Thursday, 9 August 2012

Highlights- Kestrels and Whinchat

Butterflies had emerged, so i went up and checked Moorhall meadow, and luckilly enough, i quickly spotted my target, the Marbled Whites had emerged. I got a total count of 11, which after the horrible spring/summer isnt a bad count! A single Common Blue, 5 Small Tortoiseshell and loads of Ringlet were the only other notables.

Sheepwash Urban park.
A very quiet visit birdise, with 5 Common Tern the only birds of note. Insect wise however, there was tons. 3 Male Black-Tailed Skimmer were around the site, as were 2 Brown Hawkers. 3 Red-eyed Damselflies were on the same pool as last time, and Azure, Common blue and Blue tailed were in abundance.

Patch again.
A much more birdy patch visit. Soon upon reaching the river, i located 2 Kestrels, one of which was showing very well from the footpath, where i was able to get some decent photos as it perched on a hawthorn hedge.
A great experiance to have a Bird of prey so close, one which in my birding is quite rare, as there usually on the opposite side of the field or in the air.

I also soon relocated the male MANDARIN DUCK, now in full eclipse plumage, with red bill indicating its true sex despite its female like plumage. And soon after that, i once again relocated the female Mandarin, which again, only had one chick in tow, but the remaining chcik was now almost fully grown, with only its flight feathers to develop.

A quick stop into Shenstone to try and find the Whinchat which had been found was rewarded with decent views of this moulting male bird as it fed in a flowery field, In habitat that you should see a migrant Whinchat in. So therefore there is no suprise that this field produced two birds in a space of a few days.
For me, Male Whinchat is one of the better looking british birds, that striking white supercillium and peach tinge to the upper breast just look so stunning.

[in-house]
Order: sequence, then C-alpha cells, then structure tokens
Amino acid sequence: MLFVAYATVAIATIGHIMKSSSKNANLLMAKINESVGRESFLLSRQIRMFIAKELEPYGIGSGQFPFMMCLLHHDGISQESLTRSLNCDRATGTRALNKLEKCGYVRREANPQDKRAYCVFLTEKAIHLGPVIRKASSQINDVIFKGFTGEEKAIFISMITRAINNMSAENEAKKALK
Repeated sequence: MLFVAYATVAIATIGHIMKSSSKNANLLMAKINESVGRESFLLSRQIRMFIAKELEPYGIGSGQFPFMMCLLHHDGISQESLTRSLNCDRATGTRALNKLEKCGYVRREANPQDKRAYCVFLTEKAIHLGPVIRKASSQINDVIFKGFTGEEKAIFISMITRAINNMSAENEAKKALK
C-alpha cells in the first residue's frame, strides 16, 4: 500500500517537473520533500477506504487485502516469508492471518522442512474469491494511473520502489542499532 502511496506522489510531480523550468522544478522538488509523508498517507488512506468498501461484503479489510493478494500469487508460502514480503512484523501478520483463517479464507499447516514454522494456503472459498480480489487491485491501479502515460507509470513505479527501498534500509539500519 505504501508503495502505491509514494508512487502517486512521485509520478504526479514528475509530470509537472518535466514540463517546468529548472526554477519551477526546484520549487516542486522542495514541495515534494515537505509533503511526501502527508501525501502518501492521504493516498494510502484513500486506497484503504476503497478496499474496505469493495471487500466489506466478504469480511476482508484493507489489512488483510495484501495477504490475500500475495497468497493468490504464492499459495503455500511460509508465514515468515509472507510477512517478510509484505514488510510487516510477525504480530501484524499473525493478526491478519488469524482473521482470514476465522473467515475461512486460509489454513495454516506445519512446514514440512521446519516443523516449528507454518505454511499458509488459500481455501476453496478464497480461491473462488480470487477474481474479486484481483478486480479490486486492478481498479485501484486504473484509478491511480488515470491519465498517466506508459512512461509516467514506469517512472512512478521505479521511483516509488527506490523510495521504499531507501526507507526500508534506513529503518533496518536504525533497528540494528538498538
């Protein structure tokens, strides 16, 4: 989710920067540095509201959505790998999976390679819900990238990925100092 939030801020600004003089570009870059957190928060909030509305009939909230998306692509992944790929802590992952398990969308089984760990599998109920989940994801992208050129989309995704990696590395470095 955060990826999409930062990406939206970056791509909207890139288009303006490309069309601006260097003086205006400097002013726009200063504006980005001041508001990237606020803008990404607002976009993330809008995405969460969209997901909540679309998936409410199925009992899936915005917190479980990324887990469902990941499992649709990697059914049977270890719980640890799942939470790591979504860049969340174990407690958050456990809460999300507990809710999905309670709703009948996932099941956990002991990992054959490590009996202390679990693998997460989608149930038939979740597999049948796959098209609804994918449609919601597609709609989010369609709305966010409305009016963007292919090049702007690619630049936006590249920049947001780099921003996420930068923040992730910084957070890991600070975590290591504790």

The bird perched preening for much of the time we were there, atop one of the many ragwort plants in this field.

We decided to stop on the roadside and view as we didnt have much time, and didnt want to desturb the bird, however, we were still treated to very reasonable scope views.

It was also nice to see 6 YELLOWHAMMER, including a couple singing birds, which was a nice change, as we never get them on any of my local patches!
Weirdly, a G S woodpecker flushed from a tree as we walked back, in an area with very few trees in it.

Wednesday, 8 August 2012

Mediterranean Gull influx- The aftermath

As per the last week, large numbers of Med Gulls still remained around Upton Warren for the week after, in gradually decreasing amounts.
Firstly, we dropped into the Moors, where birdwise it was rather quiet, however, the small 'colony' of Bee Orchids remained in their usual plase. Also, there was a single Phyramidial Orchid.

Then we moved to the flashes, where it really didnt take long to find 3 MEDITERRANEAN GULL'S. 2 adults were around the first flash. Perching on posts with the BHG's.
However, a 2nd summer was showing much closer to the hide, however, somehow, the inside of my scope had fogged up (inside the eyepiece) and all my images came out 'foggy'. I had no idea what caused it. It has never happened before, and the scope was perfectly fine at the moors before.

2nd summer Meds must be one of the best ages, with that primary pattern!